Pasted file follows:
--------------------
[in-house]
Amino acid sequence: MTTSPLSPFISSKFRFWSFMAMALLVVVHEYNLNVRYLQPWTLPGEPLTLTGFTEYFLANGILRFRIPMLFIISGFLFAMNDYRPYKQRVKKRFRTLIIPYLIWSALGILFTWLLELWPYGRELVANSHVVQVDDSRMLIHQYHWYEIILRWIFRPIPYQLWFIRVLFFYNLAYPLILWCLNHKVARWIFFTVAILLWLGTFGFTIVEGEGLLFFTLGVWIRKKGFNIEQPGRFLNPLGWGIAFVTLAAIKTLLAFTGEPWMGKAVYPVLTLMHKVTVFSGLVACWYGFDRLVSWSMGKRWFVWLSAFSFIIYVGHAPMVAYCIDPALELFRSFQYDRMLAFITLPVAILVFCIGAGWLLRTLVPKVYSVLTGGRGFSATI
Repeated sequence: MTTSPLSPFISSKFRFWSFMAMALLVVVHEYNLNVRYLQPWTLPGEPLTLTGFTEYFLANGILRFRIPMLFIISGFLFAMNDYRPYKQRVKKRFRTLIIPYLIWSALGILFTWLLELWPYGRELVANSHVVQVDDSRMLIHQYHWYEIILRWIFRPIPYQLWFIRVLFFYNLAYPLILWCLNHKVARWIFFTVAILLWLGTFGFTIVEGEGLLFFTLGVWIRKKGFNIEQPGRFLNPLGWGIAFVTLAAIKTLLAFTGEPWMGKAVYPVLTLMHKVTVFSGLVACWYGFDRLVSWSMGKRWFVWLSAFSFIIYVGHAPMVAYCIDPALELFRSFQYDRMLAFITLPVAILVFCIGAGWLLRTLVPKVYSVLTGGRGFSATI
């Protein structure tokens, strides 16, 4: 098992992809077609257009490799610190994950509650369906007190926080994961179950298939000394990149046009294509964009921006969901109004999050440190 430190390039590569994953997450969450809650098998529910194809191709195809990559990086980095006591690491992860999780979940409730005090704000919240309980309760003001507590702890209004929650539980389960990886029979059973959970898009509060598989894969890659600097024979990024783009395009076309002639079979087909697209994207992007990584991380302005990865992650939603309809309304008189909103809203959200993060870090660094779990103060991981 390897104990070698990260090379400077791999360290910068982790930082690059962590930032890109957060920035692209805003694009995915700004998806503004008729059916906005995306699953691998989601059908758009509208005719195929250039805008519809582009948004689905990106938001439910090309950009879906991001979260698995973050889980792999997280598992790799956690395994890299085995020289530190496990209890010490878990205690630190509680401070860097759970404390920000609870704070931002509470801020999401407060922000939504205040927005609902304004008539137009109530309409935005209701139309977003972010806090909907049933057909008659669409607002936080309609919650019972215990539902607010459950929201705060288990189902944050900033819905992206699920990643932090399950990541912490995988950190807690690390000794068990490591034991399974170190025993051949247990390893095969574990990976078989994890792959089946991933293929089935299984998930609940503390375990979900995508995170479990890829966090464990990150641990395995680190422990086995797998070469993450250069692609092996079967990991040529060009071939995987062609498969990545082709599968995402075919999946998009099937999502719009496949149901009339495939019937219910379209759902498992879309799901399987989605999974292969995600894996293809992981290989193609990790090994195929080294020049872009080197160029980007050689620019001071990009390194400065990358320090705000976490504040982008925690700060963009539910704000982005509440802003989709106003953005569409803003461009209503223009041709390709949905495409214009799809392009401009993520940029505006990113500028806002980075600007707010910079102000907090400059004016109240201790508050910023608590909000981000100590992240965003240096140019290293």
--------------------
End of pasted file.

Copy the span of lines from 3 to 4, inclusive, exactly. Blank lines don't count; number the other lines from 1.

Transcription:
Repeated sequence: MTTSPLSPFISSKFRFWSFMAMALLVVVHEYNLNVRYLQPWTLPGEPLTLTGFTEYFLANGILRFRIPMLFIISGFLFAMNDYRPYKQRVKKRFRTLIIPYLIWSALGILFTWLLELWPYGRELVANSHVVQVDDSRMLIHQYHWYEIILRWIFRPIPYQLWFIRVLFFYNLAYPLILWCLNHKVARWIFFTVAILLWLGTFGFTIVEGEGLLFFTLGVWIRKKGFNIEQPGRFLNPLGWGIAFVTLAAIKTLLAFTGEPWMGKAVYPVLTLMHKVTVFSGLVACWYGFDRLVSWSMGKRWFVWLSAFSFIIYVGHAPMVAYCIDPALELFRSFQYDRMLAFITLPVAILVFCIGAGWLLRTLVPKVYSVLTGGRGFSATI
């Protein structure tokens, strides 16, 4: 098992992809077609257009490799610190994950509650369906007190926080994961179950298939000394990149046009294509964009921006969901109004999050440190 430190390039590569994953997450969450809650098998529910194809191709195809990559990086980095006591690491992860999780979940409730005090704000919240309980309760003001507590702890209004929650539980389960990886029979059973959970898009509060598989894969890659600097024979990024783009395009076309002639079979087909697209994207992007990584991380302005990865992650939603309809309304008189909103809203959200993060870090660094779990103060991981 390897104990070698990260090379400077791999360290910068982790930082690059962590930032890109957060920035692209805003694009995915700004998806503004008729059916906005995306699953691998989601059908758009509208005719195929250039805008519809582009948004689905990106938001439910090309950009879906991001979260698995973050889980792999997280598992790799956690395994890299085995020289530190496990209890010490878990205690630190509680401070860097759970404390920000609870704070931002509470801020999401407060922000939504205040927005609902304004008539137009109530309409935005209701139309977003972010806090909907049933057909008659669409607002936080309609919650019972215990539902607010459950929201705060288990189902944050900033819905992206699920990643932090399950990541912490995988950190807690690390000794068990490591034991399974170190025993051949247990390893095969574990990976078989994890792959089946991933293929089935299984998930609940503390375990979900995508995170479990890829966090464990990150641990395995680190422990086995797998070469993450250069692609092996079967990991040529060009071939995987062609498969990545082709599968995402075919999946998009099937999502719009496949149901009339495939019937219910379209759902498992879309799901399987989605999974292969995600894996293809992981290989193609990790090994195929080294020049872009080197160029980007050689620019001071990009390194400065990358320090705000976490504040982008925690700060963009539910704000982005509440802003989709106003953005569409803003461009209503223009041709390709949905495409214009799809392009401009993520940029505006990113500028806002980075600007707010910079102000907090400059004016109240201790508050910023608590909000981000100590992240965003240096140019290293």